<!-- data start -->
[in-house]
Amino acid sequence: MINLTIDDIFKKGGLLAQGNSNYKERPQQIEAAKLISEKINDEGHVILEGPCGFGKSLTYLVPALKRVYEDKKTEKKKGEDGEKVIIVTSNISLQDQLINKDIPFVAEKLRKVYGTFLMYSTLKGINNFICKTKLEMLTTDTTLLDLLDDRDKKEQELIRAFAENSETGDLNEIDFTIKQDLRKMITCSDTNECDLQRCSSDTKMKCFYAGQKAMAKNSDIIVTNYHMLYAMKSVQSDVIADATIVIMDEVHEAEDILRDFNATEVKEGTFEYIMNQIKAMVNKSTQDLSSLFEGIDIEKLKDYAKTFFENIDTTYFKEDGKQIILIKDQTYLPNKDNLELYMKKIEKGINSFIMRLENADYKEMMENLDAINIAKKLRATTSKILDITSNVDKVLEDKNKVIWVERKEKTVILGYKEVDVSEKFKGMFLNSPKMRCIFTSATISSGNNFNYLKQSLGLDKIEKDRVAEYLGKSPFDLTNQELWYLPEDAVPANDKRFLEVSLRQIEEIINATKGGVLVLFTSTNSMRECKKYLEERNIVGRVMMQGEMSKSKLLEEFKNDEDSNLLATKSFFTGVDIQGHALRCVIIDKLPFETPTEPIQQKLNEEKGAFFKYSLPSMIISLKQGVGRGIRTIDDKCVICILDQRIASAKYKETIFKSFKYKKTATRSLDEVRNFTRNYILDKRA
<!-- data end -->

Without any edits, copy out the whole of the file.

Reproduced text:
[in-house]
Amino acid sequence: MINLTIDDIFKKGGLLAQGNSNYKERPQQIEAAKLISEKINDEGHVILEGPCGFGKSLTYLVPALKRVYEDKKTEKKKGEDGEKVIIVTSNISLQDQLINKDIPFVAEKLRKVYGTFLMYSTLKGINNFICKTKLEMLTTDTTLLDLLDDRDKKEQELIRAFAENSETGDLNEIDFTIKQDLRKMITCSDTNECDLQRCSSDTKMKCFYAGQKAMAKNSDIIVTNYHMLYAMKSVQSDVIADATIVIMDEVHEAEDILRDFNATEVKEGTFEYIMNQIKAMVNKSTQDLSSLFEGIDIEKLKDYAKTFFENIDTTYFKEDGKQIILIKDQTYLPNKDNLELYMKKIEKGINSFIMRLENADYKEMMENLDAINIAKKLRATTSKILDITSNVDKVLEDKNKVIWVERKEKTVILGYKEVDVSEKFKGMFLNSPKMRCIFTSATISSGNNFNYLKQSLGLDKIEKDRVAEYLGKSPFDLTNQELWYLPEDAVPANDKRFLEVSLRQIEEIINATKGGVLVLFTSTNSMRECKKYLEERNIVGRVMMQGEMSKSKLLEEFKNDEDSNLLATKSFFTGVDIQGHALRCVIIDKLPFETPTEPIQQKLNEEKGAFFKYSLPSMIISLKQGVGRGIRTIDDKCVICILDQRIASAKYKETIFKSFKYKKTATRSLDEVRNFTRNYILDKRA